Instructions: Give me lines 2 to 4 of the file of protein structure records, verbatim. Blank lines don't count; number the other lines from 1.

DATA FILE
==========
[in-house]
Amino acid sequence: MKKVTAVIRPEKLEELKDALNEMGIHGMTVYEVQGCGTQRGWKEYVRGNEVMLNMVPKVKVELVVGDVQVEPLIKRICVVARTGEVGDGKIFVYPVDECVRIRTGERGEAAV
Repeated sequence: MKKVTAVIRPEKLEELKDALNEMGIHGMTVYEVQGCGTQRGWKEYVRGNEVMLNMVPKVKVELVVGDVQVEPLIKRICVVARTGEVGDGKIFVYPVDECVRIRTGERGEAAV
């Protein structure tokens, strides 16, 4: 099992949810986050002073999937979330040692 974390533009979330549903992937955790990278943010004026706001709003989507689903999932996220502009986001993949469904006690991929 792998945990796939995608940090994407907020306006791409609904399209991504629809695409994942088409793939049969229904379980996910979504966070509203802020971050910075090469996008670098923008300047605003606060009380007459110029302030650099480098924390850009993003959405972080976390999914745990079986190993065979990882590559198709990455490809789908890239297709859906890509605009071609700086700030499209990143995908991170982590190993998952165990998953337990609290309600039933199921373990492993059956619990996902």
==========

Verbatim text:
Amino acid sequence: MKKVTAVIRPEKLEELKDALNEMGIHGMTVYEVQGCGTQRGWKEYVRGNEVMLNMVPKVKVELVVGDVQVEPLIKRICVVARTGEVGDGKIFVYPVDECVRIRTGERGEAAV
Repeated sequence: MKKVTAVIRPEKLEELKDALNEMGIHGMTVYEVQGCGTQRGWKEYVRGNEVMLNMVPKVKVELVVGDVQVEPLIKRICVVARTGEVGDGKIFVYPVDECVRIRTGERGEAAV
């Protein structure tokens, strides 16, 4: 099992949810986050002073999937979330040692 974390533009979330549903992937955790990278943010004026706001709003989507689903999932996220502009986001993949469904006690991929 792998945990796939995608940090994407907020306006791409609904399209991504629809695409994942088409793939049969229904379980996910979504966070509203802020971050910075090469996008670098923008300047605003606060009380007459110029302030650099480098924390850009993003959405972080976390999914745990079986190993065979990882590559198709990455490809789908890239297709859906890509605009071609700086700030499209990143995908991170982590190993998952165990998953337990609290309600039933199921373990492993059956619990996902």